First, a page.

“We’re honored to have Peter O’Toole take on this wonderful part,” Tudors Executive Producer Morgan O’Sullivan added.

O’Toole’s most famous role was in the 1962  film Lawrence of Arabia but he has continued to flourish, earning yet another acclaimed independent film. In 2003, he was awarded a special Lifetime Achievement Oscar. Aside from O’Toole and Rhys Meyers, look for Irish fashion model Emer O’Sullivan and singer Jean Elliot (both Cork natives) in small roles in Tudors. They play courtiers in King Henry’s court.

O’Toole also has numerous movie projects in production. In March, he will begin shooting Love and Virtue, another costume drama, set during the era of King Charlemagne. John Malkovich, Michael Madsen, Daryl Hannah, Damian Lewis and Saffron Burrows round out the impressive cast. O’Toole will also join Mira Sorvino in Out of the Night, set during World War II in Italy. For the record, Peter Seamus O’Toole turns 76 in August 2008.

Jonathan Rhys Meyers also has a couple of ambitious international movies awaiting release. First there’s Toussaint, directed by and starring Danny Glover, as well as the rapper Mos Def, Don Cheadle and Angela Basset. The film is a biopic about Haitian revolutionary Toussaint L’Ouverture. Then there’s The Children of Huang Shi, in which Rhys Meyers plays George Hogg, a British journalist who rescued 60 orphaned children in 1930s China. Also look for Meyers’ collaboration with director Kristen Sheridan (Jim’s daughter) in August Rush on DVD.

It was fitting that last Halloween, an Irish director won a major award for his first horror film. Director Kit Ryan won the Best Film award at the New York Horror Film Festival for his comic-horror film Botched. Filmed in Wicklow, Botched stars Stephen Dorff as a thief who goes to Russia to steal an antique. The plan goes awry and the thief and his team of crazed Russian accomplices square off against the police – as well as a serial killer. Stephen Dorff, incidentally, nabbed Best Actor Award at the annual horror film fest. Botched also stars Irish actors Hugh O’Conor and Bronagh Gallagher. It is slated for a February 2008 release in Ireland and Britain, with a U.S. release date expected afterwards.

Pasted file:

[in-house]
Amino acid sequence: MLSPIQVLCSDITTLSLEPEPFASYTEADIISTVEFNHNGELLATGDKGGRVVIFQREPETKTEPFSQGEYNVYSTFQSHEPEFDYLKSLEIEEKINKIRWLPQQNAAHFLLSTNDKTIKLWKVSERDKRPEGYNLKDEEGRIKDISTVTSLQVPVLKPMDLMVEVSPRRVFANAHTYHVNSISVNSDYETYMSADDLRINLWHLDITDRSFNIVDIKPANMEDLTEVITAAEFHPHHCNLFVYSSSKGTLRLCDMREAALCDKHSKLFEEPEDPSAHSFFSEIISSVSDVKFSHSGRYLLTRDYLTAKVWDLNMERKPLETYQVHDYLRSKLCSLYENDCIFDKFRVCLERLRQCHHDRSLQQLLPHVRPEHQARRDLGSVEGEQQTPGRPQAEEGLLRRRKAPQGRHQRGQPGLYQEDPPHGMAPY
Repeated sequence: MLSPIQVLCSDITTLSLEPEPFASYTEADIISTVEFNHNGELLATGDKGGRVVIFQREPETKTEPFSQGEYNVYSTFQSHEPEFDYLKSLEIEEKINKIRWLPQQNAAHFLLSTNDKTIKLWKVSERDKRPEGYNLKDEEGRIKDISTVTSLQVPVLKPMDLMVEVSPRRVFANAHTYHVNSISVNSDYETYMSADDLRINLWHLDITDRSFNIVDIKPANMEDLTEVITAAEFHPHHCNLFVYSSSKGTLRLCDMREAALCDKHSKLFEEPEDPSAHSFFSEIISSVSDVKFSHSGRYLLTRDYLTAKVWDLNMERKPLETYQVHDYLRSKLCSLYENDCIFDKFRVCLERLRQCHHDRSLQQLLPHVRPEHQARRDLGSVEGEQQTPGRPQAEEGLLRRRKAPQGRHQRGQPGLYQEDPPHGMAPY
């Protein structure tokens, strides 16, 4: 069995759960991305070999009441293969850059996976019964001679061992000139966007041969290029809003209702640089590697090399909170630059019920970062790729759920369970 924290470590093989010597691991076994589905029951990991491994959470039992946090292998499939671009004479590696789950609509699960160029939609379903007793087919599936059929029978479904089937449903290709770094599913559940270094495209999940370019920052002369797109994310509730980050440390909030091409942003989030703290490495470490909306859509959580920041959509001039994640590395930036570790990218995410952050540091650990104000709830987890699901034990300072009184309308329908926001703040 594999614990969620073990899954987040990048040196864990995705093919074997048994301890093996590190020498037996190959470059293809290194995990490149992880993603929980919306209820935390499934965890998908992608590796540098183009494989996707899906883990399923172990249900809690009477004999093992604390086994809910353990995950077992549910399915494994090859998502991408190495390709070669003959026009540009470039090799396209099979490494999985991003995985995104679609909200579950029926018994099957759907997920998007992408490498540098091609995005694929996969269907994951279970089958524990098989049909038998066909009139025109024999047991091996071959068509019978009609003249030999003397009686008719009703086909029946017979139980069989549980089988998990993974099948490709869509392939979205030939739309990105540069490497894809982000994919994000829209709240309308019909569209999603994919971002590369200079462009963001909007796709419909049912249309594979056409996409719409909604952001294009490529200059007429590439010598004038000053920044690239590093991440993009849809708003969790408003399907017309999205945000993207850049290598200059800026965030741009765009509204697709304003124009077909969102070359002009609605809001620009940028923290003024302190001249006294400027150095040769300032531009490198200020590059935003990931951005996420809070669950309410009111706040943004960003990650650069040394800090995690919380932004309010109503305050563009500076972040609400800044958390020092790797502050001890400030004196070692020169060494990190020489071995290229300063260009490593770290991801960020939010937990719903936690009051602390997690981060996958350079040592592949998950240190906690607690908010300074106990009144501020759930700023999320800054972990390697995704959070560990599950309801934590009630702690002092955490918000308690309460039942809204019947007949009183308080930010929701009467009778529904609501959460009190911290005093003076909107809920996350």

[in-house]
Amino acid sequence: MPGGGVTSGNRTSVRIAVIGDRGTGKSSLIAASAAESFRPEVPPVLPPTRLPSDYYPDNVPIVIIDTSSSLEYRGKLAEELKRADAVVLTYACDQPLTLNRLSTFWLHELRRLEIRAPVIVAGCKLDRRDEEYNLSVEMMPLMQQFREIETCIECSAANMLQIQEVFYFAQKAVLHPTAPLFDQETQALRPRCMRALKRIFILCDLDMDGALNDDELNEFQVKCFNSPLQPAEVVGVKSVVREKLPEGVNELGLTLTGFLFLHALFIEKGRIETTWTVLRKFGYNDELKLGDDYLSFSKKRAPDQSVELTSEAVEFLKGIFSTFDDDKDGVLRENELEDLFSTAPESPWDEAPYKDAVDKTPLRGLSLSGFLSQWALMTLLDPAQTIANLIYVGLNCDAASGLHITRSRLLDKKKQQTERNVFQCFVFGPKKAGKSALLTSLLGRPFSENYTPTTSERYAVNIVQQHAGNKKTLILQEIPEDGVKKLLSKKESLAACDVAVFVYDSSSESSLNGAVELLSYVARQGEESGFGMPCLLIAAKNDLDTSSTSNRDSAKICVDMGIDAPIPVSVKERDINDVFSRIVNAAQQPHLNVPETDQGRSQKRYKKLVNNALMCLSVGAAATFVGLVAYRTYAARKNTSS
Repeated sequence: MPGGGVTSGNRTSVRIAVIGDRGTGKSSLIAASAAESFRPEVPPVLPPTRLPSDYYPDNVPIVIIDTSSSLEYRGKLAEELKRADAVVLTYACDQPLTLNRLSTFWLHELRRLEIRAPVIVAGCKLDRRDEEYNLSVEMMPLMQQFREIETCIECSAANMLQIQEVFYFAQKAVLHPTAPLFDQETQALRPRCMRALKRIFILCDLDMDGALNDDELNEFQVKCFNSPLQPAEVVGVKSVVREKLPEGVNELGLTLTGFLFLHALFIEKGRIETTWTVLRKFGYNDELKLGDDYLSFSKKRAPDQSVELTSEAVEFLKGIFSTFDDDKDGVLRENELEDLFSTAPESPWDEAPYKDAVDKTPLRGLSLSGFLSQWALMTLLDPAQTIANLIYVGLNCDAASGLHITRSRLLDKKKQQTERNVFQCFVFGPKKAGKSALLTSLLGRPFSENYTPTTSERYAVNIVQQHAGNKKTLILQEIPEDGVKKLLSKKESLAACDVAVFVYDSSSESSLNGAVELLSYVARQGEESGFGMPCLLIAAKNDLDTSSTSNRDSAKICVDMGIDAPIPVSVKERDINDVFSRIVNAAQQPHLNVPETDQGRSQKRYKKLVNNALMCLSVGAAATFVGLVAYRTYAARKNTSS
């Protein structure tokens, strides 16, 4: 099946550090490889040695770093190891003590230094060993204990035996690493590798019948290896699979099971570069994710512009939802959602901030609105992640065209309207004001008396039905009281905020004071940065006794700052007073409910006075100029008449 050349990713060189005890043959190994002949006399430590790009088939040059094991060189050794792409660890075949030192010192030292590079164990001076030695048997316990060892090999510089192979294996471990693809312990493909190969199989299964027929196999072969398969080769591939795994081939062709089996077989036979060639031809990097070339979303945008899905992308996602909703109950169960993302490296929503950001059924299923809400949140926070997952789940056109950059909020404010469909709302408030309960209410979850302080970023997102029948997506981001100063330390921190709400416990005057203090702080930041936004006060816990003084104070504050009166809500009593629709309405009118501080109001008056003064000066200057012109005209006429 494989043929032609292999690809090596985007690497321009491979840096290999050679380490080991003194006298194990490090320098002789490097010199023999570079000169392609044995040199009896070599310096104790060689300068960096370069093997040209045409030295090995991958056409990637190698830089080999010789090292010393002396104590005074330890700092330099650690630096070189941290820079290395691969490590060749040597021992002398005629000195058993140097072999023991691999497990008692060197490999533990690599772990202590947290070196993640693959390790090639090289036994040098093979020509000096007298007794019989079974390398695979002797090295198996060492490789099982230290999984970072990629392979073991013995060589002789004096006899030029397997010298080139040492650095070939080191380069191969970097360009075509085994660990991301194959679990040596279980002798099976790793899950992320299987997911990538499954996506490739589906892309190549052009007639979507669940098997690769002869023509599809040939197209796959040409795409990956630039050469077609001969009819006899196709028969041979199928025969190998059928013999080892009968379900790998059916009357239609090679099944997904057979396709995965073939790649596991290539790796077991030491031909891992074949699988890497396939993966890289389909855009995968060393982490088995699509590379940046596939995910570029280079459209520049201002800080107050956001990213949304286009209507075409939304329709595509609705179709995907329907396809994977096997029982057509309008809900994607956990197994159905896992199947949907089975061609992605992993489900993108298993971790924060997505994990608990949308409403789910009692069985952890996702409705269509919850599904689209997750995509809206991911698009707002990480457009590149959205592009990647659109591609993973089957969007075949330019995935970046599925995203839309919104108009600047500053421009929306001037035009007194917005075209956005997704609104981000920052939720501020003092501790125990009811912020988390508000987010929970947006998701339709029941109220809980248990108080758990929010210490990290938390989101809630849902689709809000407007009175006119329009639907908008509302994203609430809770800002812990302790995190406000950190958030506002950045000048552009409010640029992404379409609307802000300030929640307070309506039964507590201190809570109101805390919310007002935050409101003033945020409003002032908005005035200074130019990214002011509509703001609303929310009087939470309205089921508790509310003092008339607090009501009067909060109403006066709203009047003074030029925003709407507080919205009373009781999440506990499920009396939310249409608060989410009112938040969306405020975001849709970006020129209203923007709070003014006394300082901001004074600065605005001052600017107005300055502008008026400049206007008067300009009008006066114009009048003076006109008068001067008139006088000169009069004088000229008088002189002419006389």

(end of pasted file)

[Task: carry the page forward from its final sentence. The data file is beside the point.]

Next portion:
Producer-director Steve Barron has had a wide-ranging career, to say the least. Born in Dublin to a show business family (his father was an actor and technician, his mother a director), he worked as a camera assistant on the first two Superman movies with Christopher Reeve, among other films.

By the mid 1980s, he got into the fledgling music video business, eventually directing groundbreaking videos for the likes of Madonna, David Bowie and Michael Jackson (“Billie Jean”). Barron even shot the famous Dire Straits video “Money For Nothing.” TV was also the inspiration for two highly successful movies he directed in the 1990s: Teenage Mutant Ninja Turtles and the Saturday Night Live-inspired Coneheads. Barron could, by now, ease into a cozy life directing as well as producing hits for TV and the big screen.

But instead, he chose to challenge himself and in 2007 he earned major raves for his independent film Choking Man.

Far from the broad genre comedies he’s directed in the past, Choking Man follows an Ecuadorian dishwasher at a Queens, New York diner who falls for a waitress. The title comes from the ubiquitous Heimlich Maneuver posters seen in most restaurants.

“The idea started with the poster,” Barron told Cinematical Indie Chat web site. “My son Oliver and I talked over a diner meal about how unappetizing the image of someone choking is, even if it’s a line drawing. New Yorkers didn’t seem to care – talking to some it seemed the years of compulsory display in the States had made the graphic almost invisible. The animation pieces I put into the movie felt naturally motivated, as they were Jorge’s ‘window’ to the world.” Asked what audiences should take from Choking Man, Barron said: “Perhaps a little more sensitivity to others from all walks of life. Feeling invisible and unnoticed must amount to feeling uncared for and useless. That’s not healthy. If we are a compassionate race, I hope we could be less selective.”

After you check out Choking Man on DVD, keep an eye out for Barron’s next exotic project, a movie set in Bangalore with an all-Indian cast led by Irrfan Khan. The story explores an eight-year-old boy from an upper-middle background. Barron also says he might take up a project called Quiver, which “follows a drunken, cynical Cupid around a London filled with misfiring relationships. Both are in the casting process,” Barron said.

Also worth checking out on DVD is Life of Reilly, a bio-documentary about Bronx native Charles Nelson Reilly, which revolves around his smash one-man show. Reilly made it to fame and fortune on Hollywood Squares and other comic offerings in the 1960s and 1970s. But Reilly faced numerous challenges when he came out of the closet and tried to reconcile his life with his provincial upbringing.

Also available now on DVD is a massive John Ford collection of 26 movies called Ford at Fox. It does not include some of Ford’s most famous Irish movies, such as The Quiet Man or The Informer. But it does include Grapes of Wrath (Ford said he could appreciate Steinbeck’s classic tale because it echoed the Irish Famine), Young Mr. Lincoln, My Darling Clementine and Drums Along the Mohawk. Dan Dailey, James Cagney, George O’Brien and others star in this huge collection, which also includes an essay by Irish America contributor and Ford biographer Joseph McBride.